Dancers with the WA Ballet Jayne Smeulders and Sergey Pevnev during rehearsals for the ballet Poeme de l'extase. The dancers behind them are (from left) Milos Mutavdzic, Daryl Brandwood and Matthew Lehman. Iain Gillespie/The West Australian.
WA Ballet's diamond anniversary season covers a lot of ground historically and emotionally.

Rather than present a full-length ballet to celebrate its 60 years of existence, the Maylands-based company — it moved into new premises last month — dips into that vast reservoir of classical and contemporary choreography for its creative inspiration.

There will be a number of ballet sampler pieces of varying lengths, ranging from a recreation of Anna Pavlova's 1905 solo Dying Swan (not to be confused with anything from Swan Lake) to works by John Cranko, long-time director Barry Moreland and current director Ivan Cavallari.

There will also be a tribute to former prima ballerina Maria Taglioni, known as the queen of romanticism, with an interpretation of a humorous ballet based on one of her dreams. Maria's Dream was originally choreographed by Petr Zuska to music by Saint-Saens and Cesare Pugni.

It's an eclectic program, as the company's artistic director, Cavallari, admits. "But they are all connected, in a sense, because they are all about storytelling," he says. And while some of the stories may be short, they are filled with emotion and, in some cases, a good deal of humour and invention.

It is perhaps not surprising that Cavallari has chosen to honour the work of the late Cranko. The South African-born choreographer has long been associated with the Stuttgart Ballet, where Cavallari learnt his craft as dancer and choreographer before coming to Perth.

Cranko died in 1973 aged 45, choking to death on a plane after an allergic reaction to a sleeping pill, but his legacy of dance works for the Stuttgart Ballet and other companies is considerable. This month, for instance, the Australian Ballet is remounting his full-length ballet Eugene Onegin, one of his major works.

Cavallari has chosen two of his much shorter works — his Le Poeme de l'extase, created for Dame Margot Fonteyn, and Jeu de cartes, based on the game of poker.

"Cranko asked Margot Fonteyn on many occasions if he could create a work for her, and she finally agreed," explains Cavallari of Le Poeme de l'extase. The result is the story of a famous actress recalling her past. Flattered by the attentions of a younger man, she rejects him after recalling the fulfilment of her life with former lovers.

"Poeme de l'extase was first performed in Stuttgart and was a great success," Cavallari says. "But it was less successful when transferred to London, possibly because the rest of the cast was not as strong."

Jeu de cartes reveals Cranko at his most playful in a story based literally on a game of poker. However, Cranko has added the Joker, whose disruptive presence determines the outcome of the game. Set to the music of Stravinsky, Jeu de cartes has become a Cranko classic.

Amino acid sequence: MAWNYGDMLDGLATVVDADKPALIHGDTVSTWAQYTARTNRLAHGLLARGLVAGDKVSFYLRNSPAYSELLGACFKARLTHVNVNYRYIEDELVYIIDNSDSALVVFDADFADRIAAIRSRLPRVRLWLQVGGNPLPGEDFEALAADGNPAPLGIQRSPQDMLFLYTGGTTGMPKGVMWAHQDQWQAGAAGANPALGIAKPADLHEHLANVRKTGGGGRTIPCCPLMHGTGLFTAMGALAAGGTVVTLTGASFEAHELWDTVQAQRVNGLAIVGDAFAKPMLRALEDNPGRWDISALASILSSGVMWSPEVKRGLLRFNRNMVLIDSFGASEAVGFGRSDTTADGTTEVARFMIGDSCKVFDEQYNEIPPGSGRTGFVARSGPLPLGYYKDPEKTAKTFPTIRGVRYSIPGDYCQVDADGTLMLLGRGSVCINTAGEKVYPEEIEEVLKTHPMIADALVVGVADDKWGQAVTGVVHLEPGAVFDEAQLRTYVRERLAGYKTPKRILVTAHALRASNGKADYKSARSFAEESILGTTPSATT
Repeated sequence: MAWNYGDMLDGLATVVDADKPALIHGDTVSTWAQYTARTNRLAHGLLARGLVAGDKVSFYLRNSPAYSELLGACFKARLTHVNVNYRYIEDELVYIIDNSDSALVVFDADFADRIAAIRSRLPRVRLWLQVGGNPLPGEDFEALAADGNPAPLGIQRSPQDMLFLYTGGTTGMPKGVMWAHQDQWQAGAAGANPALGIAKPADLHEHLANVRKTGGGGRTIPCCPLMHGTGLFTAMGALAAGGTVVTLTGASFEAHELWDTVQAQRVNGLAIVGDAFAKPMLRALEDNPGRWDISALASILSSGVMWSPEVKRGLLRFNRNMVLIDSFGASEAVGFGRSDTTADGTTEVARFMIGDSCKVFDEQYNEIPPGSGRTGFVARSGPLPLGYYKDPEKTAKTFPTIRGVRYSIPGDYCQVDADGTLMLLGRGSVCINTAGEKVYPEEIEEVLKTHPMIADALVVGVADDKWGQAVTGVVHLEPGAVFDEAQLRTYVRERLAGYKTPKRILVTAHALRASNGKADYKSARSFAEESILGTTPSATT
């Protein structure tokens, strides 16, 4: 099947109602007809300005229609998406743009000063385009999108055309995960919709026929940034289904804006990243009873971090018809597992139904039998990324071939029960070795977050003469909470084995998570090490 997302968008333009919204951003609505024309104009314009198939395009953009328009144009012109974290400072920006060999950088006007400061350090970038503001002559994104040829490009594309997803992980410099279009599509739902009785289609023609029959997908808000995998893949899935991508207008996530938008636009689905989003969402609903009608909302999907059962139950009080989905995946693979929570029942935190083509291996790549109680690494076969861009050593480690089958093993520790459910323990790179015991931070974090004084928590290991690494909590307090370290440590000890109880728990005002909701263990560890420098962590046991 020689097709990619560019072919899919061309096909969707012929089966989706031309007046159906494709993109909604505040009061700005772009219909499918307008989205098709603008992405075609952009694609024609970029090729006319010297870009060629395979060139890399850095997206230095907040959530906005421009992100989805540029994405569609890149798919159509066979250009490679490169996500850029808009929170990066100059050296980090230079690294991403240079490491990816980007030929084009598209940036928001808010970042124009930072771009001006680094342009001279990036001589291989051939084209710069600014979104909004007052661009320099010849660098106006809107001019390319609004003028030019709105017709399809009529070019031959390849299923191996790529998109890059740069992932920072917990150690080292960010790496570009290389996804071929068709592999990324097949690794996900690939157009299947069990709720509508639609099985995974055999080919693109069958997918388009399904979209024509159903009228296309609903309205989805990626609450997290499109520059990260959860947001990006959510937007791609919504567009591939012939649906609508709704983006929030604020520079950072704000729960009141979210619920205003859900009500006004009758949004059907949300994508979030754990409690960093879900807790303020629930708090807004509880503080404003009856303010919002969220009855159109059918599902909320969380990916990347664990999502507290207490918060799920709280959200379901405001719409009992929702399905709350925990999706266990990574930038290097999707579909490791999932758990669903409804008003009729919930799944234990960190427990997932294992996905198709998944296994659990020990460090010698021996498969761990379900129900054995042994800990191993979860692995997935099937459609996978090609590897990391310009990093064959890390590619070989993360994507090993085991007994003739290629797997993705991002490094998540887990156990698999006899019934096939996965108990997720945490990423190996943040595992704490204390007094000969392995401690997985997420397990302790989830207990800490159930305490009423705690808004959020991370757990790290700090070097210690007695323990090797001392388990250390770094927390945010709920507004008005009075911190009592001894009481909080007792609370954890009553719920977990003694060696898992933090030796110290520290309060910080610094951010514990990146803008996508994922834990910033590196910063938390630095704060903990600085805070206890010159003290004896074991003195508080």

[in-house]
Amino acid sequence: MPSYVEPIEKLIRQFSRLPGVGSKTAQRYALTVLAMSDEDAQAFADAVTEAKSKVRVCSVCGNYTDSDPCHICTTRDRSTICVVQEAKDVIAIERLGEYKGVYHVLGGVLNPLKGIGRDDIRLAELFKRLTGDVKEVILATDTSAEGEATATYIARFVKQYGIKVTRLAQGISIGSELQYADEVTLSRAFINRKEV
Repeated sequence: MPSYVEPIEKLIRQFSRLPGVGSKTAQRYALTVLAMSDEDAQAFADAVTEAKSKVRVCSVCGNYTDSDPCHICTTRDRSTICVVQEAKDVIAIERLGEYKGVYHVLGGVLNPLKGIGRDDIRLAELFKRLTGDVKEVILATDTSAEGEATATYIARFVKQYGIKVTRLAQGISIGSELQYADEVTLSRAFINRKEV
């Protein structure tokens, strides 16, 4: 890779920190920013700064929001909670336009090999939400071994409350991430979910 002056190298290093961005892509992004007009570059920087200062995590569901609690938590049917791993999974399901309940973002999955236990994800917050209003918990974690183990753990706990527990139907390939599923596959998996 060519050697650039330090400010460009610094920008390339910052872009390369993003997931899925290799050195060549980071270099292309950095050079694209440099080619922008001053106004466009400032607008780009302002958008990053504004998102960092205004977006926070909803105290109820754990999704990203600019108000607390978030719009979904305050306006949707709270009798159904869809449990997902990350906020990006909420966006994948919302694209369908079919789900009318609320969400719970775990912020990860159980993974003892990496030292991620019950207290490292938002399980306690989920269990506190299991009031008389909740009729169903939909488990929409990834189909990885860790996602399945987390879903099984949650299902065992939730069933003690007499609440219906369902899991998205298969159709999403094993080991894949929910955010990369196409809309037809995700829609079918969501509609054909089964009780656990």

The diamond anniversary season will see the recreation of Barry Moreland's Prelude a l'apres-midi d'un faune, based on Nijinsky's famous L'apres midi d'un faune (Afternoon of the Faun).

Moreland created his own "prelude" to this famous dance work in 1985 for WA Ballet star Ronnie Van den Bergh. This time round, the role will be performed by Daryl Brandwood. The most intriguing set piece for the season is undoubtedly Michel Fokine's Dying Swan, performed more than 4000 times by Anna Pavlova after its 1905 debut.

Former international dancer and guest choreographer Margaret Illmann is recreating Pavlova's renowned party piece with the kind of artistic licence that its improvisational style will allow.

"There are some scraps of film footage that gives some idea of the emotional intensity and fluidity of Pavlova, but I've also based my interpretation of actually having seen Dying Swan performed by Maya Plisetskaya," Illmann says .

Fokine was inspired to create the solo work by Tennyson's poem The Dying Swan. Such was the power and improvisational ability of Pavlova that it became attached to her name.

To provide the poetic context for the piece, Illmann will introduce the first few lines of the original poem into the first scene as a voice-over.

"The choreography is based on classical Russian choreography, but Pavlova brought such intensity to the work that it is really distilled emotion," Illmann says. "It's proof, as one critic said, that dance, through the medium of the eye, should penetrate the soul."

To round off the season, Cavallari has included has own humorous work Fishy, created for Stuttgart Ballet's principal dancer Bridget Breiner. As the quirky title suggests, it's the brief tale of an encounter between a man and a beautiful sea creature, quite possibly a mermaid, but Cavallari won't elaborate.

WA Ballet performs Diamonds at His Majesty's Theatre from May 11-26. Book at BOCS.

The West Australian

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